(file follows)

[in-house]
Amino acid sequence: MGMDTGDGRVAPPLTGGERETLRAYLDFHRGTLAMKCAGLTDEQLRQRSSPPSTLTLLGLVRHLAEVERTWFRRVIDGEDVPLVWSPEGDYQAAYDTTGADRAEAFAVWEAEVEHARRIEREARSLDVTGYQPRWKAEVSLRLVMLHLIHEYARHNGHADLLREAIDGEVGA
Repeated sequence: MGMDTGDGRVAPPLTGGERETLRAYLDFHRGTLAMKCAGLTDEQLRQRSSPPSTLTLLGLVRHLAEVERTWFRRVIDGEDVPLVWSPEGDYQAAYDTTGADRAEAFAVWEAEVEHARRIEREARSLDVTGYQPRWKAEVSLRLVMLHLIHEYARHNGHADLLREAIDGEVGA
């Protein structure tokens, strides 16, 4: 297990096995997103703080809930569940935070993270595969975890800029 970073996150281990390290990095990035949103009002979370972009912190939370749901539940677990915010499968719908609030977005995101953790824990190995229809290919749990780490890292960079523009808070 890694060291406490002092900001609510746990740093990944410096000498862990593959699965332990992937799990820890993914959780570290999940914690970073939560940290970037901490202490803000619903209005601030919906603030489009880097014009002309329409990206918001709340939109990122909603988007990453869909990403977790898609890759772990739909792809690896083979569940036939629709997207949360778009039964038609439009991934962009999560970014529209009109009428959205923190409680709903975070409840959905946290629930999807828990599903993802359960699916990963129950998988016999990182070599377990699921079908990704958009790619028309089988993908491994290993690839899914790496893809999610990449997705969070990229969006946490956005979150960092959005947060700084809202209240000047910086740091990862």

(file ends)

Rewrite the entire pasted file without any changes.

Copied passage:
[in-house]
Amino acid sequence: MGMDTGDGRVAPPLTGGERETLRAYLDFHRGTLAMKCAGLTDEQLRQRSSPPSTLTLLGLVRHLAEVERTWFRRVIDGEDVPLVWSPEGDYQAAYDTTGADRAEAFAVWEAEVEHARRIEREARSLDVTGYQPRWKAEVSLRLVMLHLIHEYARHNGHADLLREAIDGEVGA
Repeated sequence: MGMDTGDGRVAPPLTGGERETLRAYLDFHRGTLAMKCAGLTDEQLRQRSSPPSTLTLLGLVRHLAEVERTWFRRVIDGEDVPLVWSPEGDYQAAYDTTGADRAEAFAVWEAEVEHARRIEREARSLDVTGYQPRWKAEVSLRLVMLHLIHEYARHNGHADLLREAIDGEVGA
């Protein structure tokens, strides 16, 4: 297990096995997103703080809930569940935070993270595969975890800029 970073996150281990390290990095990035949103009002979370972009912190939370749901539940677990915010499968719908609030977005995101953790824990190995229809290919749990780490890292960079523009808070 890694060291406490002092900001609510746990740093990944410096000498862990593959699965332990992937799990820890993914959780570290999940914690970073939560940290970037901490202490803000619903209005601030919906603030489009880097014009002309329409990206918001709340939109990122909603988007990453869909990403977790898609890759772990739909792809690896083979569940036939629709997207949360778009039964038609439009991934962009999560970014529209009109009428959205923190409680709903975070409840959905946290629930999807828990599903993802359960699916990963129950998988016999990182070599377990699921079908990704958009790619028309089988993908491994290993690839899914790496893809999610990449997705969070990229969006946490956005979150960092959005947060700084809202209240000047910086740091990862």